React testing with shallow rendering and skin-deep

Earlier I wrote an article on React testing with Mocha where we used jsdom to provide a mocked DOM and proxyquire to mock our dependencies. This was all well and good at the time, but the mocked DOM, just like Jest tests, slows down testing after a while.

In React 0.13, shallow rendering was introduced. It does not render nor instantiate child components AND it does not require a DOM. Seems perfect!

After playing with it I found that we could now longer use React's test utilities to find elements. This is where skin-deep comes in. The documentation is nonexistent, but the tests are good and descriptive so it is easy to get started with.

If you want to follow along, grab the code.

If you want to get started in your own project, start by installing skin-deep

npm install skin-deep --save-dev

If we create an example with a list of Posts it could look something like this

var React = require('react');  
var Post = require('./Post');

var Posts = React.createClass({  
  _createPost: function () {
    return 'Post created';
  },

  _renderPosts: function () {
    var posts = [
      {
        title: 'Testing'
      },
      {
        title: 'Some'
      },
      {
        title: 1234
      }
    ];

    return posts.map((x, i) => {
      return (
        <Post
          {...post}
          key={'post' + i} />
      );
    })
  },

  render: function() {
    return (
      <div className="posts">
        <h1 className="posts__title">Post title</h1>
        {this._renderPosts()}
      </div>
    );
  }

});

module.exports = Posts;  

Now lets dive into some testing using skin-deep! First we have to set up the shallow rendering of our component.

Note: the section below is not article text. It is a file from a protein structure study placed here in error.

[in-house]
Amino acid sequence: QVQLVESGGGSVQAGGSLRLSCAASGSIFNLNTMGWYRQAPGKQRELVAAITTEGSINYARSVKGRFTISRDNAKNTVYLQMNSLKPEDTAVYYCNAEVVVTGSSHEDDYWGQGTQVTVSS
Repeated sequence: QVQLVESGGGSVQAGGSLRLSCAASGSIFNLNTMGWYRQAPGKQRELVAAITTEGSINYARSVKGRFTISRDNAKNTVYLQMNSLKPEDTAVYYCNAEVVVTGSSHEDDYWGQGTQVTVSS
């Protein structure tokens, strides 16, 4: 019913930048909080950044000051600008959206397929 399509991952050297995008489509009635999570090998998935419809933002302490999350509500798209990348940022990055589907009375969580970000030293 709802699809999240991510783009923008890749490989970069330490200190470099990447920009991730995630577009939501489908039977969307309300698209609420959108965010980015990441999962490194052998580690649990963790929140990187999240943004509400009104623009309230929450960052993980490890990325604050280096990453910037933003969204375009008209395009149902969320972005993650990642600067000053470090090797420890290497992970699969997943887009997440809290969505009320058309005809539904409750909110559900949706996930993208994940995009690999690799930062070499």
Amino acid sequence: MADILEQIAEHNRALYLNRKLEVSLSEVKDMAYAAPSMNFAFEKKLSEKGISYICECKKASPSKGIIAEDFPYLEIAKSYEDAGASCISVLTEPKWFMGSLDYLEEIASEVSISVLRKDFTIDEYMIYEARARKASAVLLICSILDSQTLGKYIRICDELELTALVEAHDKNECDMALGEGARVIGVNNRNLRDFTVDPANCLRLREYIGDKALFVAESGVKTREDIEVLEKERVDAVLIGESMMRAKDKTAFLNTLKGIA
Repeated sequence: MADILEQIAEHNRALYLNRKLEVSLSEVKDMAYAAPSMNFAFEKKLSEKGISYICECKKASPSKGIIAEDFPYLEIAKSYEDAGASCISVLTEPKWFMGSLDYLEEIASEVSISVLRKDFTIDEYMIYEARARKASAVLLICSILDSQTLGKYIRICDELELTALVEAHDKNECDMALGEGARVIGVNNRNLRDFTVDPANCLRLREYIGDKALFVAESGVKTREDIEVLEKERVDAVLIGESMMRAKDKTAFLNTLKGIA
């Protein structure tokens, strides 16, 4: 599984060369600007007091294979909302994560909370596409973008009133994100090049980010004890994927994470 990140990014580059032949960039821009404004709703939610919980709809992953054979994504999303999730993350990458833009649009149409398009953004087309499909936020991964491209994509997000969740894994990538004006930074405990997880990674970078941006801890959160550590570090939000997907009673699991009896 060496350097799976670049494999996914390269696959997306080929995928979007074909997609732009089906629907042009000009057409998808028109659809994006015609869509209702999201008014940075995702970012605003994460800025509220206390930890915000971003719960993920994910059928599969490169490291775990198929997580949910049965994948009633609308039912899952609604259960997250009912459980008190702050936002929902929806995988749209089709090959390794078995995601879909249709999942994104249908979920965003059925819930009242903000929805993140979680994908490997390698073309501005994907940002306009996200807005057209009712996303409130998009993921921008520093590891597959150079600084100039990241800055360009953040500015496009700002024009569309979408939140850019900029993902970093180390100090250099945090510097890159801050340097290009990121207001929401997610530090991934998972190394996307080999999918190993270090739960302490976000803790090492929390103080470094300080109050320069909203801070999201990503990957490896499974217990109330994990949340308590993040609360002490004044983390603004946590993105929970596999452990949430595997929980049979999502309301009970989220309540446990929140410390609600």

var vdom, instance, tree;

beforeEach(function () {  
  tree = sd.shallowRender(
    <Posts />
  );

  instance = tree.getMountedInstance();
  vdom = tree.getRenderOutput();
});

Here vdom is the shallow rendered component and instance is where we access any functions and state of our component.

To test if the component rendered with a correct class name we write

it('should render with a correct class name', function () {  
  expect(vdom.props.className).to.eql('posts');
});

This is still very much like shallow rendering from React and not digging into the power of skin-deep. So what if we wanted to get the text of the H1?

it('should have a list title', function () {  
  expect(tree.textIn('.posts__title')).to.eql('Post title');
});

It is that easy.

If we want to test the _createPost function we use the instance

it('should return that a post has been created', function () {  
  expect(instance._createPost()).to.eql('Post created');
});

This is just a basic start to shallow rendering and I'll refer to the skin-deep tests for further details of the API. The feature is still experimental, but it is the recommended way and will probably be expanded in the future.

After writing some more tests we can see that it is super fast. 11 ms for four tests compared to 54 ms for two tests with the previous way using jsdom. When this gets scaled to a few hundred tests, the difference will be substantial.

mocha run

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